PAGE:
There were a lot of big numbers thrown around last week in the land of online branding. Here are seven data points that grabbed our attention.
1. The duopoly abides
Google and Facebook will account for 63 percent of all digital ad sales this year, according to eMarketer’s latest projections. In terms of raw numbers, that means $35 billion for Google and roughly $17.4 billion for Facebook.
2. Yelp is beating Snapchat—say what?
Also in eMarketer’s report: Yelp will make $720 million this year in digital ad sales in the United States, while Snapchat will bring in $640 million in the U.S. When considering how much more positive chatter Snapchat has received in recent years, those numbers were quite surprising.
3. Pinning down audience targeting
Pinterest advertisers now have access to 5,000 interest categories that will begin rolling out in the coming weeks. According to the image-pinning platform, initial results from the super-targeted ads have increased clickthrough rates by 50 percent and dropped the cost-per-click by 20 percent for brands that have tested the tool like Nordstrom.
4. Marketing tech booms
Four-year-old mParticle just raised $35 million funding, bringing its cash total in recent years to $76 million, according to Business Insider. The cash thrown at the advertising and marketing technology player shows the hotness of its customer-experience-minded space. In March, Adweek named the founding team of brothers, Andrew and Michael Katz, as mar-tech trailblazers to keep an eye on.
5. It’s an omnichannel world
A 451 Research study, which was commissioned by PlaceIQ, surveyed 200 senior marketers in retail, auto, CPG, dining and travel. It found that 45 percent of marketers ranked online customer engagement as a key goal for their offline campaigns.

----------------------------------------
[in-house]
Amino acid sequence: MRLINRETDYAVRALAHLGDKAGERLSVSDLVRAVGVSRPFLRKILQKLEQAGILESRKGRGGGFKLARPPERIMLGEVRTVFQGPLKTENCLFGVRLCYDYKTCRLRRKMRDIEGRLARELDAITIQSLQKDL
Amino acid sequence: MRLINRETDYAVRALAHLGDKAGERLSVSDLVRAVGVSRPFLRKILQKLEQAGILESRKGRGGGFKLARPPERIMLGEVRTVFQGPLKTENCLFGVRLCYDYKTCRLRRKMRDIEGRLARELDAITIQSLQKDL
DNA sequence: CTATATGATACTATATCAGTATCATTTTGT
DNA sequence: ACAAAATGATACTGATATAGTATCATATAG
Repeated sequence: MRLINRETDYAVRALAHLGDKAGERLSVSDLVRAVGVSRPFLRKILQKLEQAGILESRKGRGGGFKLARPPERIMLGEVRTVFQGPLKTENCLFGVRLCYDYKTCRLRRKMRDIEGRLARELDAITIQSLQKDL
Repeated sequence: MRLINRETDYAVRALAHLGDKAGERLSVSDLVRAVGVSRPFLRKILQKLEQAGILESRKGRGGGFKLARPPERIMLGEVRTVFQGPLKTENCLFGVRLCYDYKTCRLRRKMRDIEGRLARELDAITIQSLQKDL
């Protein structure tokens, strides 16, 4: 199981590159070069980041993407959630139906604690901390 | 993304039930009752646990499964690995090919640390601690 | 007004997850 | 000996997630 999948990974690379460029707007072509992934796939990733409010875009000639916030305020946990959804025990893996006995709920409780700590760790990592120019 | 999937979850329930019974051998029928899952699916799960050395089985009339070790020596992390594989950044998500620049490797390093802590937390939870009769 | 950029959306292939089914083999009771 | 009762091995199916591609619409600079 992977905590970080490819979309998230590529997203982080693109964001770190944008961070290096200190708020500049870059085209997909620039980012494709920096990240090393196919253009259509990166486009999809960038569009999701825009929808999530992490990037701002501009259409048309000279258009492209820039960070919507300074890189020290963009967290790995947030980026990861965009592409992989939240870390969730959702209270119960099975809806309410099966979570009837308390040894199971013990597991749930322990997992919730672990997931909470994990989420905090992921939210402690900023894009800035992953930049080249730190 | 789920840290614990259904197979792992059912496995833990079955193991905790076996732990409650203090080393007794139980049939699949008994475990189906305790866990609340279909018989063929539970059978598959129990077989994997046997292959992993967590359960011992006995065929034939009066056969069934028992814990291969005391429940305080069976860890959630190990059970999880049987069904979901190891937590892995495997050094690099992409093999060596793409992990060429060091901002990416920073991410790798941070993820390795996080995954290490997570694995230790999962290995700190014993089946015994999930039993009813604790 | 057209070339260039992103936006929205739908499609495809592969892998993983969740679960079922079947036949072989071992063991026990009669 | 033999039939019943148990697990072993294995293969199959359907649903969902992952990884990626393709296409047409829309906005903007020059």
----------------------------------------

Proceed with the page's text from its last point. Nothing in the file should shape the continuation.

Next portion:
6. Fetch them a lawyer
Uber is suing Fetch Media for at least $40 million, accusing the mobile ad company of improper billing for fraudulent ads and falsely taking credit for app downloads. The ride-sharing app filed a lawsuit last week in United States District Court in its hometown of San Francisco, after recently discovering the alleged activities when canceling a campaign running on conservative website Breitbart.
James Connelly, Fetch founder and CEO, fired back about the allegations, calling them “unsubstantiated, completely without merit, and purposefully inflammatory so as to draw attention away from Uber’s unprofessional behaviour and failure to pay suppliers.”
7. Kremlin crookedness?
A bow has been put on a Soviet-minded summer in America: Facebook revealed last week that it turned over more than 3,000 ads that were linked to Russia to the Senate and House intelligence committees as part of their investigation centered on the 2016 presidential election.
The ads were purchased by a Russian entity known as the Internet Research Agency, according to the digital giant. Congress, the national media and the public have been either intrigued or concerned—depending their political stripe—with the Kremlin’s impact on last year’s U.S. election, as well as its effects on elections in other Western democracies.